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Uncovering Adelaide's "hostile" public architecture

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Public spaces in Adelaide’s CBD are permeated by “defensive” or even “hostile” design elements that tread a fine line between protecting community assets and discouraging certain groups – especially the homeless – from using them.

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“Hostile” design has become a worldwide trend. Following a public outcry in 2015, “anti-homeless sprinklers” were removed from the front of an art centre in Perth’s CBD. “Anti-homeless spikes” in front of various buildings have been the cause of repeated controversies in the past several years in London.

In Adelaide, far more subtle design elements can deter homeless people from sleeping in public spaces.

They also serve other purposes, especially protecting public infrastructure from damage from skateboards.

Metal lugs on public seating, lumps of stainless steel installed in alcoves, and benches too thin or too short to sleep on, are all part of “the armoury of weapons against homeless occupation” in Adelaide’s CBD, according to Adelaide University’s associate professor of architecture and urban design Julian Worrall.

Worrall tells InDaily these design elements epitomise a fundamental tension about the purpose of public space.

“There’s a tension that exists … between being open and welcoming, and amenable, but at the same time not encouraging permanent occupation,” he says.

“I think that such measures are antagonistic to the core mission of public space, which is to be open to all.

“The essence of urban public space design is that it should be a space that’s open to all, that’s admitting to diversity [so that] young, old, rich and poor can share the spaces happily.

“There are those among us for whom the public realm is their world, and I think we’d do well to remember that.”

But in order for the public realm to remain open to everyone, it cannot be “appropriated [or] taken over by a specific individual or group”.

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Metal lugs on public seating in front of Government House on North Terrace.

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Metal lugs on public seating in front of Government House on North Terrace.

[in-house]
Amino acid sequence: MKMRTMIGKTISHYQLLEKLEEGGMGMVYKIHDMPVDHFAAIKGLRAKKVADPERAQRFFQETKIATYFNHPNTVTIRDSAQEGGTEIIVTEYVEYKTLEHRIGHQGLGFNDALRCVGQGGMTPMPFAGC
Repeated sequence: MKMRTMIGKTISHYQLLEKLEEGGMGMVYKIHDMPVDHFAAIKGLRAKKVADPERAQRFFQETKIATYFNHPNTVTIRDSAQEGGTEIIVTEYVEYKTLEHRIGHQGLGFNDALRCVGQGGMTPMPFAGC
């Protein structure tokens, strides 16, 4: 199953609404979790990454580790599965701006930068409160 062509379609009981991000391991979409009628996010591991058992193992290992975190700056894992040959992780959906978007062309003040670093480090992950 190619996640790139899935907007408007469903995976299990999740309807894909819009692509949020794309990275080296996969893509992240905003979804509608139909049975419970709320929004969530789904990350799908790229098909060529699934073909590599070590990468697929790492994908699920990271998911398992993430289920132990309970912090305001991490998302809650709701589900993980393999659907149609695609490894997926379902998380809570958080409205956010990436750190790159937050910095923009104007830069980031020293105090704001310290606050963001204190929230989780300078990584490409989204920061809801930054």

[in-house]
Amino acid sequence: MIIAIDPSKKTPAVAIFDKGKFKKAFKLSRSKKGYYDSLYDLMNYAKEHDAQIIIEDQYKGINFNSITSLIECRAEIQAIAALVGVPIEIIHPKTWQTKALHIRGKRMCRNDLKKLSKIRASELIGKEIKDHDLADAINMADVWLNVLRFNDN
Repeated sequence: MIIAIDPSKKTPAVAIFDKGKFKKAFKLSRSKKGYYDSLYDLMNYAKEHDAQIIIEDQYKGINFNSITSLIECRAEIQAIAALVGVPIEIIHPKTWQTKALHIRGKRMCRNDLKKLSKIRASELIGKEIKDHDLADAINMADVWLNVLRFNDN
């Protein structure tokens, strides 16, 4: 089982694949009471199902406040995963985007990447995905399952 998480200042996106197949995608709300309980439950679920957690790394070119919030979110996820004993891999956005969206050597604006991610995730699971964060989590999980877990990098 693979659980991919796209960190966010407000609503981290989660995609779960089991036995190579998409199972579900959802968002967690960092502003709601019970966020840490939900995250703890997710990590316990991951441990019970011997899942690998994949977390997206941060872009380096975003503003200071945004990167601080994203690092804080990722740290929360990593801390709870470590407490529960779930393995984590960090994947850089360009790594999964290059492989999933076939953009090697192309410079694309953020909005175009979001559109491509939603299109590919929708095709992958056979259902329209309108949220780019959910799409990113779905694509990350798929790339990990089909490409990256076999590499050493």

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Benches on Rundle Street are thin and bent.

President of the South Australian Chapter of the Australian Institute of Landscape Architects Ben Willsmore tells InDaily it is important for certain types of public infrastructure to be protected from damage by using physical design elements.

He described metal lugs on public seating, for example, as “defensive” rather than “hostile”.

“Without a level of protection those [stone] edges become sharper … and pose a risk to the public,” he says.

However: “We need to be very careful … that in trying to protect them, we don’t deter people from [using them],” he says.

Some “defensive” design elements can also pose a danger – such as stainless steel protrusions that can heat up in the sun.

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Protruding metal elements, some missing, around the Victoria Square fountain.

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Metal slats on concrete seating in Victoria Square.

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The Anzac Centenary Memorial Walk.

According to Lord Mayor Martin Haese, “our street furniture is not chosen on the basis of discouraging rough sleeping”.

“The metal strips are intended to protect public furniture and landmarks from grinding by skateboarders.

“… we established a temporary skateboard park in Park 15 (Wakefield Road) that is attracting significant use.

“We’re continuing to work with the State Government to establish a permanent, centrally located skateboarding facility.”

Seating in front of the Roma Mitchell Commonwealth Law Courts building on Angas Street.

Seating in front of the Roma Mitchell Commonwealth Law Courts building on Angas Street.

 

A monument on Gawler Place with an uneven surface.

A monument on Gawler Place with an uneven surface.

Thin metal bus stop seats.

Metal bus stop seats work as seating, but are too thin to lie down on.

 

Metal strips protrude from these North Terrace public benches.

Metal strips protrude from these North Terrace public benches.

Metal lumps in front of a building on Currie Street prevent damage to the marble - but also prevent homeless people from sleeping there.

Metal lumps in front of a building on Currie Street prevent damage to the marble – but also prevent homeless people from sleeping there.

AnglicareSA CEO Peter Sandeman says if one of the intentions of design elements installed in public space is to keep people experiencing homelessness out of sight “it’s not a particularly welcoming look” – and it also doesn’t work.

“As the population of people sleeping rough continues to grow, they will be ineffective, because … the inability to use a particular bench isn’t going to be a particular deterrent if that area is seen by people to [as being safe]” he says.

He said homeless people are more likely to sleep on the ground than on public infrastructure, and that the priority for rough sleepers is always finding somewhere to sleep where they feel safe.

He says the number of people sleeping rough in Adelaide’s CBD is rising. In particular, “there are a number of younger people who don’t see themselves as homeless, but are sleeping rough”.

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